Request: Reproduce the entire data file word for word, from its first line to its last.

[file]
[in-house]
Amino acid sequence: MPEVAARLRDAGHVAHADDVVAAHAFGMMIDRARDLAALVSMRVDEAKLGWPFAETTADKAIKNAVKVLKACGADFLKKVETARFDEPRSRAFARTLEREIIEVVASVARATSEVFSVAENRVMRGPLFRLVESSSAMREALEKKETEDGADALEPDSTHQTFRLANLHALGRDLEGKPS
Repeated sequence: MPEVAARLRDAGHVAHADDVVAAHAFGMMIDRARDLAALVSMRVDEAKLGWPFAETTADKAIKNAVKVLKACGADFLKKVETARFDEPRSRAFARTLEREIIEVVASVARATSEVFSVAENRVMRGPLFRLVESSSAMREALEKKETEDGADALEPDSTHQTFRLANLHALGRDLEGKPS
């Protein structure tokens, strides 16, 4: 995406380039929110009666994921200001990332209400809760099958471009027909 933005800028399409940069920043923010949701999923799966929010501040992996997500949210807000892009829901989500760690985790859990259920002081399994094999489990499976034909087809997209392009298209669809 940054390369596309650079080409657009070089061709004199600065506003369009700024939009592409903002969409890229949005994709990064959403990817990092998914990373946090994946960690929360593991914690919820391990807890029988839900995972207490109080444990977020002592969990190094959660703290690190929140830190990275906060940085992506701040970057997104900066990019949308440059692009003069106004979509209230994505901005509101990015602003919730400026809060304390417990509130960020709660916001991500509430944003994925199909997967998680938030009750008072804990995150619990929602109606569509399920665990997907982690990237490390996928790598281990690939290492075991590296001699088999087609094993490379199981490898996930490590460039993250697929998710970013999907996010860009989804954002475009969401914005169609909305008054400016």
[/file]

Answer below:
[in-house]
Amino acid sequence: MPEVAARLRDAGHVAHADDVVAAHAFGMMIDRARDLAALVSMRVDEAKLGWPFAETTADKAIKNAVKVLKACGADFLKKVETARFDEPRSRAFARTLEREIIEVVASVARATSEVFSVAENRVMRGPLFRLVESSSAMREALEKKETEDGADALEPDSTHQTFRLANLHALGRDLEGKPS
Repeated sequence: MPEVAARLRDAGHVAHADDVVAAHAFGMMIDRARDLAALVSMRVDEAKLGWPFAETTADKAIKNAVKVLKACGADFLKKVETARFDEPRSRAFARTLEREIIEVVASVARATSEVFSVAENRVMRGPLFRLVESSSAMREALEKKETEDGADALEPDSTHQTFRLANLHALGRDLEGKPS
């Protein structure tokens, strides 16, 4: 995406380039929110009666994921200001990332209400809760099958471009027909 933005800028399409940069920043923010949701999923799966929010501040992996997500949210807000892009829901989500760690985790859990259920002081399994094999489990499976034909087809997209392009298209669809 940054390369596309650079080409657009070089061709004199600065506003369009700024939009592409903002969409890229949005994709990064959403990817990092998914990373946090994946960690929360593991914690919820391990807890029988839900995972207490109080444990977020002592969990190094959660703290690190929140830190990275906060940085992506701040970057997104900066990019949308440059692009003069106004979509209230994505901005509101990015602003919730400026809060304390417990509130960020709660916001991500509430944003994925199909997967998680938030009750008072804990995150619990929602109606569509399920665990997907982690990237490390996928790598281990690939290492075991590296001699088999087609094993490379199981490898996930490590460039993250697929998710970013999907996010860009989804954002475009969401914005169609909305008054400016």